cross-contamination—The spread of bacteria, viruses, or other harmful agents from one surface to another.
cup equivalent—The amount of a food product that is considered equal to 1 cup from the vegetable, fruit, or milk food group. A cup equivalent for some foods may be less than a measured cup because the food has been concentrated (such as raisins or tomato paste), more than a cup for some foods that are airy in their raw form and do not compress well into a cup (such as salad greens), or measured in a different form (such as cheese).
diabetes—A disorder of metabolism—the way the body uses digested food for growth and energy. In diabetes, the pancreas either produces little or no insulin (a hormone that helps glucose, the body’s main source of fuel, get into cells), or the cells do not respond appropriately to the insulin that is produced. The three main types of diabetes are type 1, type 2, and gestational diabetes. About 90 to 95 percent of people with diabetes have type 2. This form of diabetes is most often associated with older age, obesity, family history of diabetes, previous history of gestational diabetes, physical inactivity, and certain ethnicities. About 80 percent of people with type 2 diabetes are overweight. Prediabetes, also called impaired fasting glucose or impaired glucose tolerance, is a state in which blood glucose levels are higher than normal but not high enough to be called diabetes.
dietary reference intakes (dris)—A set of nutrient-based reference values that expand upon and replace the former Recommended Dietary Allowances (RDAs) in the United States and the Recommended Nutrient Intakes (RNIs) in Canada. They include:
- acceptable Macronutrient distribution range (aMdr)—Range of intake for a particular energy source that is associated with reduced risk of chronic disease while providing intakes of essential nutrients. An intake outside of the AMDR carries the potential of increased risk of chronic diseases and/or insufficient intakes of essential nutrients.
- adequate intake (ai)—A recommended average daily nutrient intake level based on observed or experimentally determined approximations or estimates of mean nutrient intake by a group (or groups) of apparently healthy people. This is used when the Recommended Dietary Allowance cannot be determined.
- estimated average requirement (ear)—The average daily nutrient intake level estimated to meet the requirement of half the healthy individuals in a particular life stage and gender group.
- recommended dietary allowance (rda)—The average dietary intake level that is sufficient to meet the nutrient requirement of nearly all (97 to 98%) healthy individuals in a particular life stage and gender group.
- tolerable upper intake level (ul)—The highest average daily nutrient intake level likely to pose no risk of adverse health effects for nearly all individuals in a particular life stage and gender group. As intake increases above the UL, the potential risk of adverse health effects increases.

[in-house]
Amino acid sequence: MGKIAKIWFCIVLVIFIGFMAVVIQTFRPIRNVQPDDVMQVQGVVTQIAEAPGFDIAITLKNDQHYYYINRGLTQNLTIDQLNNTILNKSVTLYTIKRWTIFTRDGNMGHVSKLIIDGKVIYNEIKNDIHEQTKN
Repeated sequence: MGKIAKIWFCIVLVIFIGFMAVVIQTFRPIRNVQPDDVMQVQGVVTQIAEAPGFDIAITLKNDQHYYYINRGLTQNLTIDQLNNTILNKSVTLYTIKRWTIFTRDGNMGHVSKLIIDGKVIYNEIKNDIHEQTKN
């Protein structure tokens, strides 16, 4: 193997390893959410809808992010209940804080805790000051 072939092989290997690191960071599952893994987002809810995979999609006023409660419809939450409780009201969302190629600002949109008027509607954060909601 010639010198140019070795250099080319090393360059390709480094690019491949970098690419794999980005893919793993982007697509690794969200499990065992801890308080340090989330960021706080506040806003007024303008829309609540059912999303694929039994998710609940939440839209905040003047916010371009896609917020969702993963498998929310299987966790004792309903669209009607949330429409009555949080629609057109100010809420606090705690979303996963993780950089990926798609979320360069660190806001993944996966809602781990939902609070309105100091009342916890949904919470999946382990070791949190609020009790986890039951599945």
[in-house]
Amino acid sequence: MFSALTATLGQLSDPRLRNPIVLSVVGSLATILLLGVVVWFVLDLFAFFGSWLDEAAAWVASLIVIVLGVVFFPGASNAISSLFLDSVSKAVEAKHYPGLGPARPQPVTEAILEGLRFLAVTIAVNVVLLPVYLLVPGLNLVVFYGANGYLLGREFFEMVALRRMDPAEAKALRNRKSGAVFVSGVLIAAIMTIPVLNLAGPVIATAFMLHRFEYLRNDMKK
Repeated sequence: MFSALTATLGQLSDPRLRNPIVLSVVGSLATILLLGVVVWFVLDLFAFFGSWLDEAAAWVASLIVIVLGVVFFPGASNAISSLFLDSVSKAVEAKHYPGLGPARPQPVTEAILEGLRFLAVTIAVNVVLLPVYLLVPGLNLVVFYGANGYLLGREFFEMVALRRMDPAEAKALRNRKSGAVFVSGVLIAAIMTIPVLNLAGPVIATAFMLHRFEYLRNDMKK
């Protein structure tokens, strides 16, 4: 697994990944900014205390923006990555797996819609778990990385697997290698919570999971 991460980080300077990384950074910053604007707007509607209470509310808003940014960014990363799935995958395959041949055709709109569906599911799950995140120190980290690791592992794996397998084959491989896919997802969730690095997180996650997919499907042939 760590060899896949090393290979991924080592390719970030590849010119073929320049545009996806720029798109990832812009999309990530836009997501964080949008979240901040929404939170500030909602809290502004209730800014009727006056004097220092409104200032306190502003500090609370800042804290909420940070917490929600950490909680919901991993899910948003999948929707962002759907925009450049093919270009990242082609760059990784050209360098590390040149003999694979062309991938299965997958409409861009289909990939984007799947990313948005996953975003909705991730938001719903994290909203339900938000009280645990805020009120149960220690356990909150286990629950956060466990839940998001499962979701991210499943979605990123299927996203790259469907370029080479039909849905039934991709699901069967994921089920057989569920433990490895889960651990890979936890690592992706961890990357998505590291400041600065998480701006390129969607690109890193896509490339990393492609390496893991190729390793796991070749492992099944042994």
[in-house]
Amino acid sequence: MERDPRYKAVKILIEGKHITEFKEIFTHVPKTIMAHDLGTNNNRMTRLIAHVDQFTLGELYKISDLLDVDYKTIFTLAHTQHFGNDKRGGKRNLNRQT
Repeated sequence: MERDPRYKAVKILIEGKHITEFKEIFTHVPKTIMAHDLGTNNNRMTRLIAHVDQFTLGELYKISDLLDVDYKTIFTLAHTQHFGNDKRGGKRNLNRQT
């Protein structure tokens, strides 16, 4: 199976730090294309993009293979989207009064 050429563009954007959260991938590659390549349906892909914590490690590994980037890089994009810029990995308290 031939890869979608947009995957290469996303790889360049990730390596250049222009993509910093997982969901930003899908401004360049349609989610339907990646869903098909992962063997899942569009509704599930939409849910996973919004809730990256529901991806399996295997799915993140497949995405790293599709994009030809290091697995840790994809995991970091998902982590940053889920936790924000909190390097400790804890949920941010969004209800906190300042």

eating pattern—The combination of foods and beverages that constitute an individual’s complete dietary intake over time. This may be a description of a customary way of eating or a description of a combination of foods recommended for consumption. Specific examples include USDA Food Patterns, Dietary Approaches to Stop Hypertension (DASH) Eating Plan, and Mediterranean, vegetarian, and vegan patterns.
enrichment—The addition of specific nutrients (iron, thiamin, riboflavin, and niacin) to refined-grain products in order to replace losses of the nutrients that occur during processing.
essential nutrient—A vitamin, mineral, fatty acid, or amino acid required for normal body functioning that either cannot be synthesized by the body at all, or cannot be synthesized in amounts adequate for good health, and thus must be obtained from a dietary source. Other food components, such as dietary fiber, while not essential, also are considered to be nutrients.
fast food—Foods designed for ready availability, use, or consumption and sold at eating establishments for quick availability or take-out. Fast food restaurants also are known as quick-service restaurants.
fats—One of the macronutrients. (See “Solid Fats” and “Oils” and Figure 3-3 in Chapter 3.)
- Monounsaturated fatty acids—Monounsaturated fatty acids (MUFAs) have one double bond. Plant sources that are rich in MUFAs include nuts and vegetable oils that are liquid at room temperature (e.g., canola oil, olive oil, and high oleic safflower and sunflower oils).
- Polyunsaturated fatty acids—Polyunsaturated fatty acids (PUFAs) have two or more double bonds and may be of two types, based on the position of the first double bond.